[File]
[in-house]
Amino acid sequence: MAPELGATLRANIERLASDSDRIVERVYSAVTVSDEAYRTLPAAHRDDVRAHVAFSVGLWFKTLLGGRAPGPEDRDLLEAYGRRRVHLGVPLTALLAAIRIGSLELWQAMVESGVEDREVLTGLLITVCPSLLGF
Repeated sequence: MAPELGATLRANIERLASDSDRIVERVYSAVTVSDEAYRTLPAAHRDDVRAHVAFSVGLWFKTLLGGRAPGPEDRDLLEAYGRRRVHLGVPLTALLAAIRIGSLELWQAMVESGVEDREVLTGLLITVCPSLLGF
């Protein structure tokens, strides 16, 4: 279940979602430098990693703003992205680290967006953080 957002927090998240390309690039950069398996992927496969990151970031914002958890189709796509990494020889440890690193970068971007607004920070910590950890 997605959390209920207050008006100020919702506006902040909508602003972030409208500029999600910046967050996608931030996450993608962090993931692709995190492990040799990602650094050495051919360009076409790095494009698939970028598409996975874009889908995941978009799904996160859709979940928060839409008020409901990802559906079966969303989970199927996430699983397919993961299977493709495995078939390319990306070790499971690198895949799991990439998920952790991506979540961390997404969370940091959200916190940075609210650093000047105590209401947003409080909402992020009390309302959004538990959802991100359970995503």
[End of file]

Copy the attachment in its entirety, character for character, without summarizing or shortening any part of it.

[in-house]
Amino acid sequence: MAPELGATLRANIERLASDSDRIVERVYSAVTVSDEAYRTLPAAHRDDVRAHVAFSVGLWFKTLLGGRAPGPEDRDLLEAYGRRRVHLGVPLTALLAAIRIGSLELWQAMVESGVEDREVLTGLLITVCPSLLGF
Repeated sequence: MAPELGATLRANIERLASDSDRIVERVYSAVTVSDEAYRTLPAAHRDDVRAHVAFSVGLWFKTLLGGRAPGPEDRDLLEAYGRRRVHLGVPLTALLAAIRIGSLELWQAMVESGVEDREVLTGLLITVCPSLLGF
């Protein structure tokens, strides 16, 4: 279940979602430098990693703003992205680290967006953080 957002927090998240390309690039950069398996992927496969990151970031914002958890189709796509990494020889440890690193970068971007607004920070910590950890 997605959390209920207050008006100020919702506006902040909508602003972030409208500029999600910046967050996608931030996450993608962090993931692709995190492990040799990602650094050495051919360009076409790095494009698939970028598409996975874009889908995941978009799904996160859709979940928060839409008020409901990802559906079966969303989970199927996430699983397919993961299977493709495995078939390319990306070790499971690198895949799991990439998920952790991506979540961390997404969370940091959200916190940075609210650093000047105590209401947003409080909402992020009390309302959004538990959802991100359970995503």